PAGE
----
Jump to ContentJump to Main Navigation
Vineyards, Rocks, and SoilsThe Wine Lover's Guide to Geology$
Users without a subscription are not able to see the full content.

Alex Maltman

Print publication date: 2018

Print ISBN-13: 9780190863289

Published to Oxford Scholarship Online: November 2020

DOI: 10.1093/oso/9780190863289.001.0001

Show Summary Details
Page of

PRINTED FROM OXFORD SCHOLARSHIP ONLINE (oxford.universitypressscholarship.com). (c) Copyright Oxford University Press, 2021. All Rights Reserved. An individual user may print out a PDF of a single chapter of a monograph in OSO for personal use. date: 19 September 2021

The Rocks Change: Shape Folds, Faults, and Joints

The Rocks Change: Shape Folds, Faults, and Joints

Chapter:
(p.112) 7 The Rocks Change: Shape Folds, Faults, and Joints
Source:
Vineyards, Rocks, and Soils
Author(s):

Alex Maltman

Publisher:
Oxford University Press
DOI:10.1093/oso/9780190863289.003.0012

You may have looked at some rocky cliff and noticed sedimentary strata bent into huge curves, the shapes that geologists call folds. You may even have heard of terms like anticline and syncline. Almost certainly you will have heard of geological faults: the San Andreas Fault in California must be one of the best-known geological features there is. They are all examples of what geologists call geological structures. They can affect vineyards, and the names of examples appear around the world on wine labels. So how do these structures come about, and what decides whether rocks make folds or faults? We introduced the concept of tectonic stresses in the previous chapter. We learned that because they act in a particular direction they can induce foliations within metamorphic rocks, but of relevance here is that they can also cause rocks to change their overall shape. That is, the rocks deform, which gives rise to various geological structures. Any solid matter (unlike a liquid) that feels stresses, of whatever origin, will resist them up to a point before it starts to change shape. That point is what defines the strength of the material. The same principles apply when stresses are applied to a sediment or a soil, though rocks, with their constituent minerals firmly bonded together, resist much greater levels of stress before they deform. As one wag put it, the difference between a rock and a soil is that when you kick them a rock hurts your foot . . . So, focusing in on rocks, we see two ways in which they can deform: by flow and by fracture. Looking ahead to where this is going to lead, it’s flow that gives rise to folds, and faults result from fracture. A good analogy for the flow of rocks is glacial ice. The ice is solid to us, but given time, it can flow, to give the “river of ice” that is a glacier. If you leave a ball of silicone putty on a table top, after a few days it will have flowed, while still being a solid, to make a pool.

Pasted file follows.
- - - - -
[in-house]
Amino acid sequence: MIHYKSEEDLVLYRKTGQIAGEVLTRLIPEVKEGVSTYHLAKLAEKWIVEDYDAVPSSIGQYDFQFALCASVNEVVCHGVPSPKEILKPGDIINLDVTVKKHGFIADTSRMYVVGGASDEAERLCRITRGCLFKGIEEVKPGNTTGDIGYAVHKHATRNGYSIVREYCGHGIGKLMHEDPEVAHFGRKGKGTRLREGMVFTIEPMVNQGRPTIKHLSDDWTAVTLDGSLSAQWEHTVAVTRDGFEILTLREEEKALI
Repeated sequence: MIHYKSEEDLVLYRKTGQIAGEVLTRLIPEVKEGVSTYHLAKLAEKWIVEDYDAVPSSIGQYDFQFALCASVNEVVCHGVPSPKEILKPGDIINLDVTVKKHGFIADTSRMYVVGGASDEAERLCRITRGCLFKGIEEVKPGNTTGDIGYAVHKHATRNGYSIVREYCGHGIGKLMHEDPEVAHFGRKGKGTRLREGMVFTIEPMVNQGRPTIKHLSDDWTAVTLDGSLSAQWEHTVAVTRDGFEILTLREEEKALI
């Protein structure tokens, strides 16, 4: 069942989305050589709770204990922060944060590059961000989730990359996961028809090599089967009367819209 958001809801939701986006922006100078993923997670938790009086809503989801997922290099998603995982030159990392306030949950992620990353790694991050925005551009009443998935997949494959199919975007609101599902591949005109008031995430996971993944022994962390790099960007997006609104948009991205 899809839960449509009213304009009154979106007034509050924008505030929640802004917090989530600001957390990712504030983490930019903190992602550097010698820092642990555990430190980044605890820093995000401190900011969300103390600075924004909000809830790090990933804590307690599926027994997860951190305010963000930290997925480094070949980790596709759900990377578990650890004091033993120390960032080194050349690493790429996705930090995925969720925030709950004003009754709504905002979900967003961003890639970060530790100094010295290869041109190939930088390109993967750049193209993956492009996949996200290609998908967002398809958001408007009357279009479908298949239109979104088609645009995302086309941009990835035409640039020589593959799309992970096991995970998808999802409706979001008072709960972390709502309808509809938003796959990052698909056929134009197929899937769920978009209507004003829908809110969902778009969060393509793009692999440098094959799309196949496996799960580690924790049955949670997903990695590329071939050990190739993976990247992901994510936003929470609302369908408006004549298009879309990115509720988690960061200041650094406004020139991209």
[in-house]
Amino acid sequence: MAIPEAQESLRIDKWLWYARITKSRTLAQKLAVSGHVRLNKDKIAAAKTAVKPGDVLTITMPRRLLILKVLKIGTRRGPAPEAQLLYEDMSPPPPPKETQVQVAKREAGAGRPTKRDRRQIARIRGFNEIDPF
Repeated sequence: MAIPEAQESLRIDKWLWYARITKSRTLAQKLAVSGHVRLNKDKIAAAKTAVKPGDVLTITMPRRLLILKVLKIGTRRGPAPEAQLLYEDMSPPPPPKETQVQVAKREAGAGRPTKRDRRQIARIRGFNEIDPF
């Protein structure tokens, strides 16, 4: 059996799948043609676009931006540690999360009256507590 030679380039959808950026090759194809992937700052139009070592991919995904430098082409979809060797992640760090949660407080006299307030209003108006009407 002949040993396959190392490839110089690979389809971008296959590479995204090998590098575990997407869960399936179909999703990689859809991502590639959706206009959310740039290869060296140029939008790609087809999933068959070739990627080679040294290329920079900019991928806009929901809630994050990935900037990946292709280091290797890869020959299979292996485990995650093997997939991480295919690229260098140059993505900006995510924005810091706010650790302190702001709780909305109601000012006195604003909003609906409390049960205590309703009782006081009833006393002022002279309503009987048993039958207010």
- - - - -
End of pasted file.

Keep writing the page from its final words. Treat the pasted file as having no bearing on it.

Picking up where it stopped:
Keywords:   San Andreas fault, décollement, earthquake, fold mountains, gneissose banding, hillslope, horst, rift valley

Oxford Scholarship Online requires a subscription or purchase to access the full text of books within the service. Public users can however freely search the site and view the abstracts and keywords for each book and chapter.

Please, subscribe or login to access full text content.

If you think you should have access to this title, please contact your librarian.

To troubleshoot, please check our FAQs , and if you can't find the answer there, please contact us .